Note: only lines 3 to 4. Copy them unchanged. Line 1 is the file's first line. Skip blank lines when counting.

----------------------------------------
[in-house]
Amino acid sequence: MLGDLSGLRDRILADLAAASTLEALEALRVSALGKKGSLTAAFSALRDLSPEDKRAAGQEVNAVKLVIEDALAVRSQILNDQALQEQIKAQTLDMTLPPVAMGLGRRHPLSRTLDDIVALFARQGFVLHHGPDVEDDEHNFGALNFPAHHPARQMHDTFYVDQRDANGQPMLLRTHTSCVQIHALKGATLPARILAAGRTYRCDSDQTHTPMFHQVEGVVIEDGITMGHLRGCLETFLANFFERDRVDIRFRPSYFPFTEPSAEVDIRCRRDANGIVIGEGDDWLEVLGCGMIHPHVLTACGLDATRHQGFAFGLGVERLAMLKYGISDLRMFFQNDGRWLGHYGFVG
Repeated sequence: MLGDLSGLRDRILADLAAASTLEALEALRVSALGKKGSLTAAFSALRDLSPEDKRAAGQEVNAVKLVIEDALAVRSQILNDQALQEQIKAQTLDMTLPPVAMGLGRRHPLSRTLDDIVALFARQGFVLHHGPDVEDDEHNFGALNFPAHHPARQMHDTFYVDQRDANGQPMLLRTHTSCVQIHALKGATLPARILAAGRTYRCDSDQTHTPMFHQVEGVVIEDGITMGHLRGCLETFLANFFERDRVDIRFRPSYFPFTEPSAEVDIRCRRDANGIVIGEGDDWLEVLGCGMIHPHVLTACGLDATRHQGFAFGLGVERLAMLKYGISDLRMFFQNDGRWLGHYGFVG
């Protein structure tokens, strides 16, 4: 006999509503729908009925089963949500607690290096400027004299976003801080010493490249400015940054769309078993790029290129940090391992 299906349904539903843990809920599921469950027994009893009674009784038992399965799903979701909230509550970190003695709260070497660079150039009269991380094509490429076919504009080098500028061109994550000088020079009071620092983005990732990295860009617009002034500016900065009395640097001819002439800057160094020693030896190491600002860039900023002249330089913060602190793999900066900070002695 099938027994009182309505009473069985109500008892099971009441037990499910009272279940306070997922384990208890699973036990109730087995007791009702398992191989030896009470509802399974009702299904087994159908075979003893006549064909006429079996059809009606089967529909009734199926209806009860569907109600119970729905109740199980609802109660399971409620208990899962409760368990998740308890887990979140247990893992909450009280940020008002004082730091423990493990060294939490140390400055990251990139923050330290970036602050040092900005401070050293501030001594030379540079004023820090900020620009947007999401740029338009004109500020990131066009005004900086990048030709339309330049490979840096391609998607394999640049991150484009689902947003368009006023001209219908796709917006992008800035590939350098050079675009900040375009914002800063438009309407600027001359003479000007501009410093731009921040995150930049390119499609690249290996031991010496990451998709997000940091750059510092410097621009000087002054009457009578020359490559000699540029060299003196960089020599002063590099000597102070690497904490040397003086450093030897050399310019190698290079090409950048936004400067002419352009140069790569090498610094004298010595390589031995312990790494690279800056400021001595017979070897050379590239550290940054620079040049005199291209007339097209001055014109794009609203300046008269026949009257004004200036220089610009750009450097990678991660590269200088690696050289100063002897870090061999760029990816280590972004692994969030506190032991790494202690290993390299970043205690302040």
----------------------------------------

Repeated sequence: MLGDLSGLRDRILADLAAASTLEALEALRVSALGKKGSLTAAFSALRDLSPEDKRAAGQEVNAVKLVIEDALAVRSQILNDQALQEQIKAQTLDMTLPPVAMGLGRRHPLSRTLDDIVALFARQGFVLHHGPDVEDDEHNFGALNFPAHHPARQMHDTFYVDQRDANGQPMLLRTHTSCVQIHALKGATLPARILAAGRTYRCDSDQTHTPMFHQVEGVVIEDGITMGHLRGCLETFLANFFERDRVDIRFRPSYFPFTEPSAEVDIRCRRDANGIVIGEGDDWLEVLGCGMIHPHVLTACGLDATRHQGFAFGLGVERLAMLKYGISDLRMFFQNDGRWLGHYGFVG
């Protein structure tokens, strides 16, 4: 006999509503729908009925089963949500607690290096400027004299976003801080010493490249400015940054769309078993790029290129940090391992 299906349904539903843990809920599921469950027994009893009674009784038992399965799903979701909230509550970190003695709260070497660079150039009269991380094509490429076919504009080098500028061109994550000088020079009071620092983005990732990295860009617009002034500016900065009395640097001819002439800057160094020693030896190491600002860039900023002249330089913060602190793999900066900070002695 099938027994009182309505009473069985109500008892099971009441037990499910009272279940306070997922384990208890699973036990109730087995007791009702398992191989030896009470509802399974009702299904087994159908075979003893006549064909006429079996059809009606089967529909009734199926209806009860569907109600119970729905109740199980609802109660399971409620208990899962409760368990998740308890887990979140247990893992909450009280940020008002004082730091423990493990060294939490140390400055990251990139923050330290970036602050040092900005401070050293501030001594030379540079004023820090900020620009947007999401740029338009004109500020990131066009005004900086990048030709339309330049490979840096391609998607394999640049991150484009689902947003368009006023001209219908796709917006992008800035590939350098050079675009900040375009914002800063438009309407600027001359003479000007501009410093731009921040995150930049390119499609690249290996031991010496990451998709997000940091750059510092410097621009000087002054009457009578020359490559000699540029060299003196960089020599002063590099000597102070690497904490040397003086450093030897050399310019190698290079090409950048936004400067002419352009140069790569090498610094004298010595390589031995312990790494690279800056400021001595017979070897050379590239550290940054620079040049005199291209007339097209001055014109794009609203300046008269026949009257004004200036220089610009750009450097990678991660590269200088690696050289100063002897870090061999760029990816280590972004692994969030506190032991790494202690290993390299970043205690302040």